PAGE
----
Haarlem Primary School
Piramide Boerhaave primary school in Haarlem has undergone a metamorphosis. Serge Schoemaker Architects made a number of strategic architectural interventions, introducing light, air and space into the 1960s school building and giving it a totally fresh look. The project demonstrates that the renovation of post-war school buildings is a valid alternative to demolition and new construction.
The primary school is part of a characteristic green strip in the Schalkwijk district of Haarlem. The main block was built as a primary school in 1964, and a gym and kindergarten were added in 1967. With its efficient floor plan and partly standardized construction, the school was the precursor to a series of patio schools built in the 1960s.
However, the building badly needed a makeover. A multicultural school, it had a reputation as a problem institution with a declining number of pupils. The introvert school building was behind the times, and its appearance and colour palette out of date. The once-famous patios suffered neglect and remained unused. In terms of learning, the school needed space for group activities and celebrations.
In 2015, after a design study carried out under the umbrella of the Mevrouw Meijer Foundation, Serge Schoemaker Architects was appointed to oversee the renovation and extension of the primary school. The study showed that a future-proof result could be achieved through renovation, costing less than demolition and new construction. Spacious and bright classrooms make post-war schools like this ideal for renovation.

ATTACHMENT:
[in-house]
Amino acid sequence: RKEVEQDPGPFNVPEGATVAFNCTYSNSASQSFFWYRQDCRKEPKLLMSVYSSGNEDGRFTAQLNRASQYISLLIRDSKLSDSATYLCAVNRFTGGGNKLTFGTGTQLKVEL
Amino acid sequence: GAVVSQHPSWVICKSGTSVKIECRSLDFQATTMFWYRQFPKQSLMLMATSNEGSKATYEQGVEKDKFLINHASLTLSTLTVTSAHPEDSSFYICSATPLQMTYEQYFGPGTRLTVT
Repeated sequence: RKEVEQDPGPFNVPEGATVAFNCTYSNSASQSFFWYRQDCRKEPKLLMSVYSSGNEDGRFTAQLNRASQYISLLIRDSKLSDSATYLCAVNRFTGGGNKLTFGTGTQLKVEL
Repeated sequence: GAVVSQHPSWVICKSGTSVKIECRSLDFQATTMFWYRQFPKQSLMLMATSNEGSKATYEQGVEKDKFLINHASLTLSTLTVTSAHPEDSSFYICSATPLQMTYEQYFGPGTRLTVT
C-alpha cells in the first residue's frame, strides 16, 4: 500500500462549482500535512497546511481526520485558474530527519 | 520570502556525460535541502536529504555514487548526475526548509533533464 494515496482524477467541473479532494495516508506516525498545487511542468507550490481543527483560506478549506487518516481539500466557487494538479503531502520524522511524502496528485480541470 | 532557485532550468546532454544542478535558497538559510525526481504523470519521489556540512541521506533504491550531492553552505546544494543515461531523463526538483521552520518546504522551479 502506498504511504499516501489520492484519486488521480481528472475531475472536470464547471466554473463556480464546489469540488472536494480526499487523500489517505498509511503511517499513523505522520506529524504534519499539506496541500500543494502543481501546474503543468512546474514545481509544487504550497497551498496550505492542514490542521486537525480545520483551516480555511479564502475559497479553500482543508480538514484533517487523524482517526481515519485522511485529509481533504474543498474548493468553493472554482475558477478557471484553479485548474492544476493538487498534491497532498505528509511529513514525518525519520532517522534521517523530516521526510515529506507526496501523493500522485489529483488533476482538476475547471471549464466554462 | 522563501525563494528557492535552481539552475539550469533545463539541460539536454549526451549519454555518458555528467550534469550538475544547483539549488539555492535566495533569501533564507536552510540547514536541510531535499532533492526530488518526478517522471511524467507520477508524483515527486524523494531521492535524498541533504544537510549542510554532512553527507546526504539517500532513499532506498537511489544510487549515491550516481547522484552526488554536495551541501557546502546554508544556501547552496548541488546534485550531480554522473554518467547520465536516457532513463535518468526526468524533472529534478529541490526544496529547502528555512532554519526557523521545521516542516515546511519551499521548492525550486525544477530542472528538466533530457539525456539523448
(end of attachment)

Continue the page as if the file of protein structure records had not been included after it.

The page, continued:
The design for the renovation and extension makes use of the original clear corridor arrangement. The toilet blocks once positioned at the end of the corridors have been removed to open up views of the surroundings, giving the school an open character. Both inside and outside, large lime-green window frames now mark the ends of the corridors. They form part of a totally new colour palette.
The largest patio has been roofed and furnished as a multipurpose auditorium. The vertical rooflights overhead have been positioned to allow daylight to enter from various sides, without experiencing annoyance from direct sunlight. The required storage units have been created inside seating elements, custom made in birch plywood, which enclose the auditorium. The carefully designed, half-open hall adds a new spaciousness to the school, providing extra space for group activities and celebrations.
Location: Haarlem, Netherlands
Client: Stichting Spaarnesant
Team: Serge Schoemaker, Sanne Knoll; Alexander Beeloo, Roxana Vakil Mozafari
Photography: MWA Hart Nibbrig